But this time I am travelling solo. I have been invited by Helder Beja and his hard-working team to The Script Road – Macau Literary Festival. The festival schedule is jam-packed with authors, filmmakers and artists of all kinds; two weeks of dialogue, celebration and inspiration, which I am hugely honoured to be a part of. I am also very excited to be visiting two schools as part of the festival – International School of Macau (Monday, March 13th) and Zheng Guanying Official School (Tuesday, March 14th) as well as a public event with three other festival guests:


Writing from Within or Without – The Local vs the Universal

A discussion with Ciwanmerd Kulek, Sanaz Fotouhi and Grace Chia

Sunday March 12, Old Court Building, Macau


I am really going to miss my two tiny travel partners-in-crime (they have placed their present orders) but returning to Macau, to talk about Marjory and the Mouse and the incredible role model Marjory Vendramini is for us all, being part of such a dynamic, ambitious, trilingual literary festival such as The Script Road is an opportunity I could not pass up. Extra bonus – going to the bathroom by myself. Yes!! (Parents are nodding)


If you are based in Macau (or Hong Kong!) I would love to see you at The Script Road. It’s worth scrolling through the festival schedule for events, concerts and performances that tickle your fancy. And if you’re not near Macau I promise to post photos. Here, on instagram and on facebook. Without my accompanying travel duo I will have free hands for taking snaps! Imagine that.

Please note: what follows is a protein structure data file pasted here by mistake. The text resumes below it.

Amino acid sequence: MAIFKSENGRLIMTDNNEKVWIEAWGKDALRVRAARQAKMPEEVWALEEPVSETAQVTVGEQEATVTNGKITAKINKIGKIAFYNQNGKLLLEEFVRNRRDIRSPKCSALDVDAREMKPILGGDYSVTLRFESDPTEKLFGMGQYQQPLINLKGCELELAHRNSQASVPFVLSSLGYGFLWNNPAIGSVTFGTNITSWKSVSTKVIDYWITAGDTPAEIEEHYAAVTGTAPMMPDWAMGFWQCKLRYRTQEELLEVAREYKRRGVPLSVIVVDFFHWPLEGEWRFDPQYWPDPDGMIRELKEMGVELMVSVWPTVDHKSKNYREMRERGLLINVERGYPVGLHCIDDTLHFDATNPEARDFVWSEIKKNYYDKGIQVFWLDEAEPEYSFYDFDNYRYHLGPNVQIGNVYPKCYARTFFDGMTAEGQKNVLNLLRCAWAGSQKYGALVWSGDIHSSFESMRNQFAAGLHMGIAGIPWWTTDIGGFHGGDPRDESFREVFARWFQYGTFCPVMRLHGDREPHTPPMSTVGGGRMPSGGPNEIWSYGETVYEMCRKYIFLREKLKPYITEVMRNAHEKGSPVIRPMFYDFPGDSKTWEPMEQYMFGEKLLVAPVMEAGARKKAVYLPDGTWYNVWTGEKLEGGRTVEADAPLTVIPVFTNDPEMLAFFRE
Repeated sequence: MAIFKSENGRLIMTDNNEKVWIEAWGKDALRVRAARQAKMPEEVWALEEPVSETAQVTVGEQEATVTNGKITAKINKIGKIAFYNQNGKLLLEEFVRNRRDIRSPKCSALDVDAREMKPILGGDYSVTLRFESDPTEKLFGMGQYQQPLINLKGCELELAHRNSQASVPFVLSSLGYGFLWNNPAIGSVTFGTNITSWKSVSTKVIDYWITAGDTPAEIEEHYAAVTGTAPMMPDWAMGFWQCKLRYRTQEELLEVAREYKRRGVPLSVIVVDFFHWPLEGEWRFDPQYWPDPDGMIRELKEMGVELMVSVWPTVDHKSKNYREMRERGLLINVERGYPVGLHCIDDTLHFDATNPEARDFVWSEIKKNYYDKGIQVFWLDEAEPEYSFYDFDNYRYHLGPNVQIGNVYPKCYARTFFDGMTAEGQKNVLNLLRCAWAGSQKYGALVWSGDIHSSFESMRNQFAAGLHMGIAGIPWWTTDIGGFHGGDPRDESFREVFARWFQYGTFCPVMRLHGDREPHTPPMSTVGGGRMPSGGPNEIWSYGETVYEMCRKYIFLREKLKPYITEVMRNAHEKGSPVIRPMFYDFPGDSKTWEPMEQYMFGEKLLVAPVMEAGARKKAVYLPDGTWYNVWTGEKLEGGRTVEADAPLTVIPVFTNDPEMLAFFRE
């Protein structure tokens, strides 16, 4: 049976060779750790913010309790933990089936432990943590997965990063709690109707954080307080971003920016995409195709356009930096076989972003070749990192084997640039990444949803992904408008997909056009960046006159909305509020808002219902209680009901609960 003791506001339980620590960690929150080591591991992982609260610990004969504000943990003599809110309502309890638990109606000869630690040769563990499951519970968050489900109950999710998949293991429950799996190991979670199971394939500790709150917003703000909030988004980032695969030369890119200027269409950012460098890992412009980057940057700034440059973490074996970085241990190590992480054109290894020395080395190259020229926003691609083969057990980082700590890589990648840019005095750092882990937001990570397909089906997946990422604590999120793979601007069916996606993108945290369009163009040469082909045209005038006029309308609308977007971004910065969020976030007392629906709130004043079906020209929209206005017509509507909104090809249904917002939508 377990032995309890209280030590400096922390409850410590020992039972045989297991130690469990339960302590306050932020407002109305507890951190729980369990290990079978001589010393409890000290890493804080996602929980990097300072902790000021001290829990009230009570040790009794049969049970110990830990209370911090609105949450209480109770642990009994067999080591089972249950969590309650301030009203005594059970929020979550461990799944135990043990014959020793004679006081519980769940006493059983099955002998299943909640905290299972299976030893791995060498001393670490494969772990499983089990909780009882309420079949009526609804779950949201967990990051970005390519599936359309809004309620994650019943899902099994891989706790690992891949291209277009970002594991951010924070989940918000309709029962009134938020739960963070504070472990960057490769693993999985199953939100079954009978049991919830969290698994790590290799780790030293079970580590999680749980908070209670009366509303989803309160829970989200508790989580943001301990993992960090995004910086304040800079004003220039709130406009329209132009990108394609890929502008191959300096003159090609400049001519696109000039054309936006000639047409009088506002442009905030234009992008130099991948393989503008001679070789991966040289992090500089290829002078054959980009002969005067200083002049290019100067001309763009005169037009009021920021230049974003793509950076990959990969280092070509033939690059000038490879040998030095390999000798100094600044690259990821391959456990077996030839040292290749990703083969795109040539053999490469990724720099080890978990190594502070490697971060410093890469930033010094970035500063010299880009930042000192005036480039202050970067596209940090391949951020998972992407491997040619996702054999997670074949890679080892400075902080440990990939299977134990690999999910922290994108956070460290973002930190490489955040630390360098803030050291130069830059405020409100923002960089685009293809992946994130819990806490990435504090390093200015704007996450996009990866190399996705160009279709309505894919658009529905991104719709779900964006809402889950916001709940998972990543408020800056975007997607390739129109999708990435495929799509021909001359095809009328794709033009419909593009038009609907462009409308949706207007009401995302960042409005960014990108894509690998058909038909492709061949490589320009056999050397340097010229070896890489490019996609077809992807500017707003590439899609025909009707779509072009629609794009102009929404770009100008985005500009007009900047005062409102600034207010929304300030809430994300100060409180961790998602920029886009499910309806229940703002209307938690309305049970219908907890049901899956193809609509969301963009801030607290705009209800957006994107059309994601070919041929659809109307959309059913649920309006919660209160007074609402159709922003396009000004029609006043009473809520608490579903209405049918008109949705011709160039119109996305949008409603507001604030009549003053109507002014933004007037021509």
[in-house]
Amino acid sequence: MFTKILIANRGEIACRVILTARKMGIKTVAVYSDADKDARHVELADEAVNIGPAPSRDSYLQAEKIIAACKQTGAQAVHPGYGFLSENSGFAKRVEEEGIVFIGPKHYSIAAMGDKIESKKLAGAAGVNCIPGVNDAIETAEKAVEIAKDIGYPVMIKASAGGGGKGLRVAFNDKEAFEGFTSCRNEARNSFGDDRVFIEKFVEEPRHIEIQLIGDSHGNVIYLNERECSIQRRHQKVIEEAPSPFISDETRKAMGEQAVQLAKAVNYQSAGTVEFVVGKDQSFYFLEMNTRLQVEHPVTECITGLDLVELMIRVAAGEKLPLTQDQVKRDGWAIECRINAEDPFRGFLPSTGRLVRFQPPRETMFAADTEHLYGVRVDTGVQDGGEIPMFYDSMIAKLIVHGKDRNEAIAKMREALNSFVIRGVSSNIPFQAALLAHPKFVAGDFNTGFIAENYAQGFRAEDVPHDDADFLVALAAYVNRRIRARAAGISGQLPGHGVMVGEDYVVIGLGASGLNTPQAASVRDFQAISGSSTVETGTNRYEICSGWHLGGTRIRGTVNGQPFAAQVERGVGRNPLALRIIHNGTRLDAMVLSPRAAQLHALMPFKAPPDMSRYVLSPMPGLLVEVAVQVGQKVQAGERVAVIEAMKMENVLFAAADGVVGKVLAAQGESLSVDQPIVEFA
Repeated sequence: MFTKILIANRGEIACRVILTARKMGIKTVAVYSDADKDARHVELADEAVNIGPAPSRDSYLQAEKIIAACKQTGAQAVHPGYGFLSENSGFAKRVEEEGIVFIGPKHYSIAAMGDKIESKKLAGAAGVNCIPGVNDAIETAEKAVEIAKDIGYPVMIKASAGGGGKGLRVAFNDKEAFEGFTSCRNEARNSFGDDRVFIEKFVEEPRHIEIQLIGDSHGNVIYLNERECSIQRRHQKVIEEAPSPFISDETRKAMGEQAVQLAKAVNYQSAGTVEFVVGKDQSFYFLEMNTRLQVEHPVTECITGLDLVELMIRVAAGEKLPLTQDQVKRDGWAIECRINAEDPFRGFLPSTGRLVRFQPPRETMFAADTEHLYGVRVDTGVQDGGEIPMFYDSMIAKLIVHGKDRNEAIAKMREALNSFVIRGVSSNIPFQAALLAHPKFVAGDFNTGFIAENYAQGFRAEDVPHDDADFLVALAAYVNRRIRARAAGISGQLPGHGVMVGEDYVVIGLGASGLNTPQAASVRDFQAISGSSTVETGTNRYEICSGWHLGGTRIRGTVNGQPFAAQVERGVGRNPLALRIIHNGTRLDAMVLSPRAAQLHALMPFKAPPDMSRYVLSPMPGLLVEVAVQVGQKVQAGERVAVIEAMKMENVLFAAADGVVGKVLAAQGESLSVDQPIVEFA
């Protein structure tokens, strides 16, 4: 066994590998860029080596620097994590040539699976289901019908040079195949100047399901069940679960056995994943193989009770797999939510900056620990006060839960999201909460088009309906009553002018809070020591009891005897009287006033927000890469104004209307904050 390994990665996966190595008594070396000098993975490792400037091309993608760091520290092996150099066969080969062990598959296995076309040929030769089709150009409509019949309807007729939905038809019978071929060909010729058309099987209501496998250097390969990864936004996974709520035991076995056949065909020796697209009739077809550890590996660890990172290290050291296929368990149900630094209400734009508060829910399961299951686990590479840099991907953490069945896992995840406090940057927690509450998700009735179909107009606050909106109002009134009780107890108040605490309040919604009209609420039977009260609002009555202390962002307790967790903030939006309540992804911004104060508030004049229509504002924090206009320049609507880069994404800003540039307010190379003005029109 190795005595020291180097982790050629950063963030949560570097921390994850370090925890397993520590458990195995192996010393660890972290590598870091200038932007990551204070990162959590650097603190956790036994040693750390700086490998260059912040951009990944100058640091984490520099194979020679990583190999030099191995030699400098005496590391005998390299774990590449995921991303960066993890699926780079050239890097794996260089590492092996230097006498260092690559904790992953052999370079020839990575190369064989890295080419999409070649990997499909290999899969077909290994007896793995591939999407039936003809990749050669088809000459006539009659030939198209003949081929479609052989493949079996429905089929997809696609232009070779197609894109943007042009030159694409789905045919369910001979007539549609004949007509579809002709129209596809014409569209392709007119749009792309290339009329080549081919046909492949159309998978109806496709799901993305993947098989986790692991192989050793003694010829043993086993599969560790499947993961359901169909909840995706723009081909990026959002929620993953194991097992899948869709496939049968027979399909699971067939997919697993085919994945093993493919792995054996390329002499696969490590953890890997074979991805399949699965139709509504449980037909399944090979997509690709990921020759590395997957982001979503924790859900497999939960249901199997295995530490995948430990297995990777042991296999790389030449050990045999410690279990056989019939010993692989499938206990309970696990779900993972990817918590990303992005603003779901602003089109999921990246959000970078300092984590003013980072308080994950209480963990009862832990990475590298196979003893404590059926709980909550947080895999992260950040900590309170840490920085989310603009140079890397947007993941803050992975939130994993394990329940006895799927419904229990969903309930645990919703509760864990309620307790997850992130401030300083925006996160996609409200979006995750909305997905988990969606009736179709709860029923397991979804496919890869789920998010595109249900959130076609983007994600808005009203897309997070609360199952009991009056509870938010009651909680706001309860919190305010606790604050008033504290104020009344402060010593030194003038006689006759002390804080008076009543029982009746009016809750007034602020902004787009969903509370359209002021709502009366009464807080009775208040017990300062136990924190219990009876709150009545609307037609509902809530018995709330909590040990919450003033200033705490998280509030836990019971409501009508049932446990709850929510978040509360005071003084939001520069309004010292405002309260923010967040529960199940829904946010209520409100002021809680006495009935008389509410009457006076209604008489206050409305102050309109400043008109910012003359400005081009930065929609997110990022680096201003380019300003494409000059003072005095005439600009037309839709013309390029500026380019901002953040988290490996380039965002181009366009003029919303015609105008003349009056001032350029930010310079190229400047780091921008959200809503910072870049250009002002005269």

With love,


In: Books & Reading, From Hannah, Kids and Parenting, Travel

Books, Books Everywhere 2

January 26, 2017

It’s that time of year again…yes, the time when the year’s new books start to be released into the world and I wonder how much more space I can find on my already double-stacked book shelves. I have way more books than I can read in a year. Probably in decade. Let’s face it, in a lifetime, if I include the rate of new books coming in, making the official to-read list pretty ridiculous.

Nevertheless, I’m offering a short list of books I’m most looking forward to this year, though this roundup will be out of date as soon as the nest wave of releases arrives and I’m oohing and ahhing over those. It just never ends—and thank goodness for that.

First, of course, a novel for children—you know my inclination—about bring curious, and also dinosaurs. I’ve loved the story of Mary Anning discovering fossils near her home in England since I first heard it when I was a kid, and now it’s going to be a novel. Yippee! I’ll be buying a copy for Little e. And myself, of course.


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In: Books & Reading, From Ria